With the election so close, it’s no surprise that debate on this issue was heated. National’s Matt Doocey laid into the Government over the Bill, claiming the minister had flip-flopped over proposed amendments discussed in the committee as a result of pressure from public concern over the “regulatory overreach” in the original iteration of this legislation.
“It’s another back-down bill. Could you imagine that days after the commentary comes back to the House, the Minister is already desperately putting up SOPs in defence and waving the white flag because the Government knows they have got this wrong?”
Doocey is a member of the Health Select Committee which, according to a note on the Bill’s official webpage, was unable to reach agreement on whether to recommend that the Bill be passed, but recommended all amendments by majority. It’s worth noting that the 10-person committee is evenly split between MPs from governing and non-governing parties.
Another National Party member of the committee, Dr Shane Reti, accused the Government of disrespecting the select committee process whose purpose is to provide scrutiny, public accountability to all the information available.
“We did not have all that information, and five days later, the Minister announces Supplementary Order Papers (SOPs) that take that information into account. They couldn’t wait five days? There was such urgency to ram this through they couldn’t wait five days and let the select committee have the same information that the Minister has had to progress these SOPs in the next stage. That is disrespectful.”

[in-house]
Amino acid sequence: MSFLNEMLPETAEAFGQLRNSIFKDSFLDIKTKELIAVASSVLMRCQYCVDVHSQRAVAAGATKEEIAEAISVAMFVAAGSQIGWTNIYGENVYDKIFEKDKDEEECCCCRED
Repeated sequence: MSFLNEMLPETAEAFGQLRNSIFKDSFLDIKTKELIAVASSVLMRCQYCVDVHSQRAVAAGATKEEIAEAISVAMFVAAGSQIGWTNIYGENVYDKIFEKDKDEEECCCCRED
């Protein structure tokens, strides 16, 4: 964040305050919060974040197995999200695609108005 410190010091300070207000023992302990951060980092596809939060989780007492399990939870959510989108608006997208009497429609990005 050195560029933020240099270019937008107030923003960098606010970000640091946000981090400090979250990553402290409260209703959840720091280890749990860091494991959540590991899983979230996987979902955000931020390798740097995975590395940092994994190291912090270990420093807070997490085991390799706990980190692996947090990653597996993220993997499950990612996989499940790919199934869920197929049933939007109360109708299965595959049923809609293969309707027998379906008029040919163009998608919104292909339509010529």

While some issues remain unresolved, various amendments that have been proposed to the Therapeutic Products Bill will be ultimately sorted through at the next stage of this legislation’s passage: the committee of the whole house.
The system in place allows the opportunity for MPs to panel-beat a bill into something acceptable to all, or most, and the general public has a part to play in that.
Amidst the tribal debate on the Therapeutic Products Bill in the chamber, the Green Party MP Ricardo Menendez-March offered a positive take on things, pointing out it was not impossible for MPs to all rally behind the goal of having acceptable safety quality and efficacy or performance of therapeutical products across the spectrum.
“I think, in some ways, while I know the National Party was talking about the Labour Party flip-flopping, what I want to frame it as is actually Government responding to overwhelming feedback. Some of it remains unresolved, but what it shows is the power of the grassroots. It shows the power that the public actually has in guiding the direction of Government legislation. This is how the Green Party has worked on several pieces of legislation historically where I think we forget that actually people have the power to pressure Government into moving into the right direction.”